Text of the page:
In bilingual people, impaired language may be an indicator of schizophrenia, new research suggests. Participants who were diagnosed with schizophrenia and spoke two languages had more speech impairments in their second language (L2) than in their first language. This included more incomplete sentences and repeated words.
Lead author Daria Smirnova, MD, PhD, Department of Psychiatry at Samara State Medical University in Russia, said, “We found that symptoms of schizophrenia were mostly represented in the second language.” Dr. Smirnova noted that speech impediments were not due to “incompetence of second language” since all participants were fluent. It could be due to the way people with schizophrenia process speech.
The researchers write in comparing the two languages spoken by individuals with schizophrenia “we hope to shed new light on the linguistic profile of the disorder, thus focusing on the crucial role of language in schizophrenic research.” For the study, researchers enrolled 60 Russian immigrants in Israel with schizophrenia and found that 10 spoke both Russian and Hebrew fluently.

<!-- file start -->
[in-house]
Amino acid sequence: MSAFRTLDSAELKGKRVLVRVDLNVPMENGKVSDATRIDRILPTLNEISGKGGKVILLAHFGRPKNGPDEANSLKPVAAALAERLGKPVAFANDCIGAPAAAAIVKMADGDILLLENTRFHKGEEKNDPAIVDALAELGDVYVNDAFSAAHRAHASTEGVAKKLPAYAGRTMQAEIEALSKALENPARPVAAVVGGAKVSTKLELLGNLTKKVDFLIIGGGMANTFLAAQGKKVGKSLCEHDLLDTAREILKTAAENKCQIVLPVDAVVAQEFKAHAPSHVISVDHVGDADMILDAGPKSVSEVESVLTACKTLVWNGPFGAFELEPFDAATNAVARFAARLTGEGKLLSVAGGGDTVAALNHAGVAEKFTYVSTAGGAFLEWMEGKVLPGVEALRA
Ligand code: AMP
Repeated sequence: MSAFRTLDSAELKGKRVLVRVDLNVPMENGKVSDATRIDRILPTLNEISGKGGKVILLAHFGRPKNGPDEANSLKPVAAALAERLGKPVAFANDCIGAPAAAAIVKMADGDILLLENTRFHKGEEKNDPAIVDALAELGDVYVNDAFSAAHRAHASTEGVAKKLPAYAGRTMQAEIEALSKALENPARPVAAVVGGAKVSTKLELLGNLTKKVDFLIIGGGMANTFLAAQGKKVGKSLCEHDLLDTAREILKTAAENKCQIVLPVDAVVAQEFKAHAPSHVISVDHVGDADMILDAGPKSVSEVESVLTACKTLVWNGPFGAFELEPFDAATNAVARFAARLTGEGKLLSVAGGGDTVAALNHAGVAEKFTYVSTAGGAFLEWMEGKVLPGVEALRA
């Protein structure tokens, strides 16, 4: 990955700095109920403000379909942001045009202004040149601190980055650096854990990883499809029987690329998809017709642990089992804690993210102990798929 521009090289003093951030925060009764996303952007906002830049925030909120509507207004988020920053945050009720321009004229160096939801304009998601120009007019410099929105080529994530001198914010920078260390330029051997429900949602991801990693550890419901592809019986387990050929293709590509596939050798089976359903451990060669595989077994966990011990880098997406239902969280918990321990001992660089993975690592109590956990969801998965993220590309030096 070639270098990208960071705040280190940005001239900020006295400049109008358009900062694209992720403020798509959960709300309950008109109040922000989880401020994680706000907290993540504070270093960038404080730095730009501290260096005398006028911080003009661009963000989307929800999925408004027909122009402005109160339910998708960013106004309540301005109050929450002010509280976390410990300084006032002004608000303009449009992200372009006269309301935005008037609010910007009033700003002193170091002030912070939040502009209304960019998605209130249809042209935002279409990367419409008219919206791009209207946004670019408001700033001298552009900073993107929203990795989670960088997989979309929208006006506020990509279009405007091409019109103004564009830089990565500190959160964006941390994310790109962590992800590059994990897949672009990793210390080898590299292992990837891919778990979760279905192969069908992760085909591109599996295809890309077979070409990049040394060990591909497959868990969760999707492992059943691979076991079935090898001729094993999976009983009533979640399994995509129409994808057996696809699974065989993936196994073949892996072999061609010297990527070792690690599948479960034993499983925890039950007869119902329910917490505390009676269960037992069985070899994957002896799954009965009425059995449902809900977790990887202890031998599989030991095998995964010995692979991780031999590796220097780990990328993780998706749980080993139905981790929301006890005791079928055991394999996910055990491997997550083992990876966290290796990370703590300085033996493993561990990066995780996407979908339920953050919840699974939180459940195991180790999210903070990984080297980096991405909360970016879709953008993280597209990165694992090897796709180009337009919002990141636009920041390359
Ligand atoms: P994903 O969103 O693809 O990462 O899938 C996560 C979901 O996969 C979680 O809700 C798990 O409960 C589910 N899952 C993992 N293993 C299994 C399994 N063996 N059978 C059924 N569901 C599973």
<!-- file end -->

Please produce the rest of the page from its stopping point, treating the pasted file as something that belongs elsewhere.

After undergoing interviews conducted in both of their languages, the researchers found three linguistic markers occurred significantly more often in the second language than in the first. These included: syntax, lexical repetition, and exophoric reference, using a pronoun or word to refer to something/someone not named before.
Further research is needed, but Dr. Smirnova said if future studies show similar results, it may be helpful to train patients to construct and complete sentences more correctly in the second language causing them to use the left hemisphere of the brain more. “It will be very interesting to expand this to international research and compare languages, especially those that have been shown to use the right hemisphere more,” she said. “Also, perhaps including language criteria into diagnostic criteria for schizophrenia could be important.”